Sweet Cobra - Forever [reissue] (Cover Artwork)
Staff Pick

Sweet Cobra

Sweet Cobra: Forever [reissue]

Forever [reissue] (2008)

Black Market Activities


4.5
Tracing a band's influences doesn't always follow or equate to the band's own sound. That being said, listening to Sweet Cobra's Forever is a direct window into the band's lasting influences. Playing like a raucous `80s hardcore band like Born Against trying to cover "Paranoid" or "Symptom of the Un...

Tracing a band's influences doesn't always follow or equate to the band's own sound. That being said, listening to Sweet Cobra's Forever is a direct window into the band's lasting influences. Playing like a raucous `80s hardcore band like Born Against trying to cover "Paranoid" or "Symptom of the Universe" by Black Sabbath, Sweet Cobra's music is a punishing, straightforward barrage of hard riffs and dark imagery.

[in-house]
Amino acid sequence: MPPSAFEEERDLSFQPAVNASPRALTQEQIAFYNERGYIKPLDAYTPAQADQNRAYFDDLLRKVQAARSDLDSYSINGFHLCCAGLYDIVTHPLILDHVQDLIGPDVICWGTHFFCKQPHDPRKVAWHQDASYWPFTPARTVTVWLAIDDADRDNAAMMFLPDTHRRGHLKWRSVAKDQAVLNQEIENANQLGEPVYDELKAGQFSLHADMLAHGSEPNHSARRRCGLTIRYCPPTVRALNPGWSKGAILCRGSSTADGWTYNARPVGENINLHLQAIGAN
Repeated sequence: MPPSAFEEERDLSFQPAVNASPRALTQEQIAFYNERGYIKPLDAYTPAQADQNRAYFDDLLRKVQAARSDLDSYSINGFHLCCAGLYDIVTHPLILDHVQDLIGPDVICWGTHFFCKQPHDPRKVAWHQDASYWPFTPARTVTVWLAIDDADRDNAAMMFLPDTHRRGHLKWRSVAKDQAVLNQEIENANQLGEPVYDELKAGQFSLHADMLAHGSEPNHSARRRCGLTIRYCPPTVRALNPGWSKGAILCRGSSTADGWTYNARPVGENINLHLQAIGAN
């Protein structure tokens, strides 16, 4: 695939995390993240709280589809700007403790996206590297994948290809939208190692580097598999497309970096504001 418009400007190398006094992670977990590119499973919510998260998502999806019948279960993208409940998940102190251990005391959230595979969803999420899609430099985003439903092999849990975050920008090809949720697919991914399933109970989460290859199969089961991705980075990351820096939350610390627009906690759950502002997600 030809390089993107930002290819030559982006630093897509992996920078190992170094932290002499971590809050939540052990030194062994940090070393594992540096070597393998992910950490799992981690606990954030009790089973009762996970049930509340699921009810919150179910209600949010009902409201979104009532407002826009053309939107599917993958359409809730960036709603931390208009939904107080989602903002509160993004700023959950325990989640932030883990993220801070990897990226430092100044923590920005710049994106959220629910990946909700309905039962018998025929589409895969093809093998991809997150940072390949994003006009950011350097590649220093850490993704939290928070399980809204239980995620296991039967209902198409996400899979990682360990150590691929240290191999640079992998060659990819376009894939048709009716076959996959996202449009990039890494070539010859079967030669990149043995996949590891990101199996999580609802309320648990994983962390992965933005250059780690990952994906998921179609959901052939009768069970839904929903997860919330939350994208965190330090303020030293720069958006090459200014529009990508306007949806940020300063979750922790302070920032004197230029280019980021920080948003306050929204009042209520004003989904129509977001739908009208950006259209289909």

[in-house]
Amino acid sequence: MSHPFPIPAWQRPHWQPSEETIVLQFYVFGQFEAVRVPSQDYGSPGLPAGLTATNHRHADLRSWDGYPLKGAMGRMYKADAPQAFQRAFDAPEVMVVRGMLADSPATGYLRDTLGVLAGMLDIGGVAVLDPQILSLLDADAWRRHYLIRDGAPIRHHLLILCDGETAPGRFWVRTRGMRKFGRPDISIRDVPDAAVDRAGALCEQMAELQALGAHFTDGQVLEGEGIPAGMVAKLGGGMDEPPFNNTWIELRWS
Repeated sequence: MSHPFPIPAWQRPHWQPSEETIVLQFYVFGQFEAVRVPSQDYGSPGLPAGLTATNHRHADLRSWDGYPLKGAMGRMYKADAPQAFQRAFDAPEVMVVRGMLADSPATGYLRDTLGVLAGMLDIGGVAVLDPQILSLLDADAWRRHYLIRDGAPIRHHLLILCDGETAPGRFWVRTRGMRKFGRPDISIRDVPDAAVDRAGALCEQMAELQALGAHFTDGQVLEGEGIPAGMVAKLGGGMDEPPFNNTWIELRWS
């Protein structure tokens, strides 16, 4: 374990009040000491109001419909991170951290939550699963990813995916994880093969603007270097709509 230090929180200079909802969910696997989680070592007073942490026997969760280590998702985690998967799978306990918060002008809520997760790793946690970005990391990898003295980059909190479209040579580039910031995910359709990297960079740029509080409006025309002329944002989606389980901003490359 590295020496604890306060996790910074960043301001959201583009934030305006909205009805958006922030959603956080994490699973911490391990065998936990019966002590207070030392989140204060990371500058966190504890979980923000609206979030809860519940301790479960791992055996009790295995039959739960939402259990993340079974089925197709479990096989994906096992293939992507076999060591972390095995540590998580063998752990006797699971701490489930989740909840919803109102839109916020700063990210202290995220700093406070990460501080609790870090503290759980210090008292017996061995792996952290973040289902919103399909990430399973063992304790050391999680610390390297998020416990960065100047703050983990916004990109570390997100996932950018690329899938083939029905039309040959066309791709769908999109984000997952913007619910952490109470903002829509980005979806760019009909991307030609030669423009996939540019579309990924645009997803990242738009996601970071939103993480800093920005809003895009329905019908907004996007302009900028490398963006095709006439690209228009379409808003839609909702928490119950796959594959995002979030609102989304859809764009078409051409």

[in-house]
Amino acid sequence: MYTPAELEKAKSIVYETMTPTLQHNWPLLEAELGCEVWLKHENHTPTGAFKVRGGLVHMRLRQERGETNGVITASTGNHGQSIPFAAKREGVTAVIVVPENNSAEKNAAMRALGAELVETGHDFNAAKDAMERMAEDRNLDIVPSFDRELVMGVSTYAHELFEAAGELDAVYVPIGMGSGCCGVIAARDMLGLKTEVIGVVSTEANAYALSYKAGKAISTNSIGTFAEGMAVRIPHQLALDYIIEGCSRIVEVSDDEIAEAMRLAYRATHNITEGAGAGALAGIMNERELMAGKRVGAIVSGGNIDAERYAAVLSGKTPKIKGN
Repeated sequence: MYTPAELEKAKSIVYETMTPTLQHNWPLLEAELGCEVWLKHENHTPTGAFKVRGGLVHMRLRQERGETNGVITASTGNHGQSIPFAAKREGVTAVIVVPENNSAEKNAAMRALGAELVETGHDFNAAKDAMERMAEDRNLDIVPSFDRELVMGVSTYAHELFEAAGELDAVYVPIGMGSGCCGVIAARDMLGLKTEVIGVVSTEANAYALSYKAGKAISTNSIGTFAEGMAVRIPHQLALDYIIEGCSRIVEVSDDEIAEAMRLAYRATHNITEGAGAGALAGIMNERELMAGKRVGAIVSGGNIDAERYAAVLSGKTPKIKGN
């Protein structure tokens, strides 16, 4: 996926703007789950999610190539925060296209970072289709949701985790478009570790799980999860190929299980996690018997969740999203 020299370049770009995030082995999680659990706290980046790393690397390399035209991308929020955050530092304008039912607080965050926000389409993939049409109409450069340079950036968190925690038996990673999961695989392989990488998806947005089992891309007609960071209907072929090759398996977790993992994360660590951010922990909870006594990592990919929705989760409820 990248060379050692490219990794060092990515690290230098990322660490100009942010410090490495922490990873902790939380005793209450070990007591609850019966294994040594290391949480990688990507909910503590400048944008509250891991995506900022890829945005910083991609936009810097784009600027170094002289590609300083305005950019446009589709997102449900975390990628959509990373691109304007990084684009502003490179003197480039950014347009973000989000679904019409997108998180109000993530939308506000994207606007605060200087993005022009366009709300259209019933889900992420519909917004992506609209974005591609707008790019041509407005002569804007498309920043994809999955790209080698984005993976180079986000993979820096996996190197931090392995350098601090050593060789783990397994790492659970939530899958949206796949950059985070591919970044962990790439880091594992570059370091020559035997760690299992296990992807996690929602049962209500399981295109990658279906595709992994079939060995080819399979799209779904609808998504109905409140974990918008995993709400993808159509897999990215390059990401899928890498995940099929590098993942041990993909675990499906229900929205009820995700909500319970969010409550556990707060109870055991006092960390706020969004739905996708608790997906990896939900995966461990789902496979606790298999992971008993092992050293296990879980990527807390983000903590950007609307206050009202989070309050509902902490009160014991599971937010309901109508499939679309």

Steeped in sweat are the call-and-response style vocals of "Road Born Orphan" and the driving pulse of faster tracks like "Fucking Fertilizer" and "True Crime, True Criminal." But Sweet Cobra's specialty is taking simplistic riffs and playing them over and over again until they've driven them into your skull like a hammer and nail, convincing you that somehow they've played their guitars so hard that they magically transformed into some sort of doom/drone metal monster.

And such is the power of the song "Jackals & Arabs." It starts with a moderate driving drum beat that carries the song into a brooding drone that takes hold and puts you under the spell of Botchy Vasquez' single-note gruff shouting.

Let's clear something up here. The key Sweet Cobra experience everyone should be vying for is catching the band play live. Watching these dudes pound the shit out of the stage is an experience. No matter how awesome people say these dudes are, on stage they are working out some serious aggression issues. Symptoms may include repeatedly slamming the microphone into the ground and screaming so loud you can almost hear his voice over the guitars and dead eyed stares of reckless suffering directed towards the back of the room.

The band's last album, Praise, didn't exactly capture the essence of the band's live performance; Forever does. And with panache.